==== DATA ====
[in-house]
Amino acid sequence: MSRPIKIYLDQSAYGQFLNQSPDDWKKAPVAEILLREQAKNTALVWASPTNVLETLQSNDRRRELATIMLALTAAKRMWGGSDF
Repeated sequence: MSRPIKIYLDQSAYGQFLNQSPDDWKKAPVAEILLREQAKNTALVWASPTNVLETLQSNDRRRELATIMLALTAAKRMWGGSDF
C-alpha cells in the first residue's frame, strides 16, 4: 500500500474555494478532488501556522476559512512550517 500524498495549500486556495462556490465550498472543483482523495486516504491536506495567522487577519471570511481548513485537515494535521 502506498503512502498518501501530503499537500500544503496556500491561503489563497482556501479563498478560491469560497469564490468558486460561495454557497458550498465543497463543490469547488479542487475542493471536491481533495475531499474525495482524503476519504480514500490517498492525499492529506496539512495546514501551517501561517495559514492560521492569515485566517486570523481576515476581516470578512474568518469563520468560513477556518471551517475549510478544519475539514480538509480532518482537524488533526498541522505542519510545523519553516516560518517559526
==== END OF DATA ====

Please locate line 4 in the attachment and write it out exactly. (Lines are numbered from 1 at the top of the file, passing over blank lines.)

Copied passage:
C-alpha cells in the first residue's frame, strides 16, 4: 500500500474555494478532488501556522476559512512550517 500524498495549500486556495462556490465550498472543483482523495486516504491536506495567522487577519471570511481548513485537515494535521 502506498503512502498518501501530503499537500500544503496556500491561503489563497482556501479563498478560491469560497469564490468558486460561495454557497458550498465543497463543490469547488479542487475542493471536491481533495475531499474525495482524503476519504480514500490517498492525499492529506496539512495546514501551517501561517495559514492560521492569515485566517486570523481576515476581516470578512474568518469563520468560513477556518471551517475549510478544519475539514480538509480532518482537524488533526498541522505542519510545523519553516516560518517559526